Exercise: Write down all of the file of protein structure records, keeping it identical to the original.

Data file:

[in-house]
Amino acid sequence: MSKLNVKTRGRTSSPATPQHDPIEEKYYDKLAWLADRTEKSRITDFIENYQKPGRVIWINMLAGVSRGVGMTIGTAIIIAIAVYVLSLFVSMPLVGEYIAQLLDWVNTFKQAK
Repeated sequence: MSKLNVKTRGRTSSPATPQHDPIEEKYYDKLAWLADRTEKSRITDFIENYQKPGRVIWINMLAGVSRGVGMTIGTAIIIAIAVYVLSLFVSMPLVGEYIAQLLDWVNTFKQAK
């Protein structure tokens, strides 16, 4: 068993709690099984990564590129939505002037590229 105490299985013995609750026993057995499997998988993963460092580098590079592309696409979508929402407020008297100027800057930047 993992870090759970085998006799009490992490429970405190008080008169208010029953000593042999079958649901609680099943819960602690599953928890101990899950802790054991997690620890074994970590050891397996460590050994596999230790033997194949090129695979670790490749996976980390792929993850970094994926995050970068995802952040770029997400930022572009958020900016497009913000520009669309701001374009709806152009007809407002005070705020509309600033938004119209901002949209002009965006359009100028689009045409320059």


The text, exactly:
[in-house]
Amino acid sequence: MSKLNVKTRGRTSSPATPQHDPIEEKYYDKLAWLADRTEKSRITDFIENYQKPGRVIWINMLAGVSRGVGMTIGTAIIIAIAVYVLSLFVSMPLVGEYIAQLLDWVNTFKQAK
Repeated sequence: MSKLNVKTRGRTSSPATPQHDPIEEKYYDKLAWLADRTEKSRITDFIENYQKPGRVIWINMLAGVSRGVGMTIGTAIIIAIAVYVLSLFVSMPLVGEYIAQLLDWVNTFKQAK
């Protein structure tokens, strides 16, 4: 068993709690099984990564590129939505002037590229 105490299985013995609750026993057995499997998988993963460092580098590079592309696409979508929402407020008297100027800057930047 993992870090759970085998006799009490992490429970405190008080008169208010029953000593042999079958649901609680099943819960602690599953928890101990899950802790054991997690620890074994970590050891397996460590050994596999230790033997194949090129695979670790490749996976980390792929993850970094994926995050970068995802952040770029997400930022572009958020900016497009913000520009669309701001374009709806152009007809407002005070705020509309600033938004119209901002949209002009965006359009100028689009045409320059």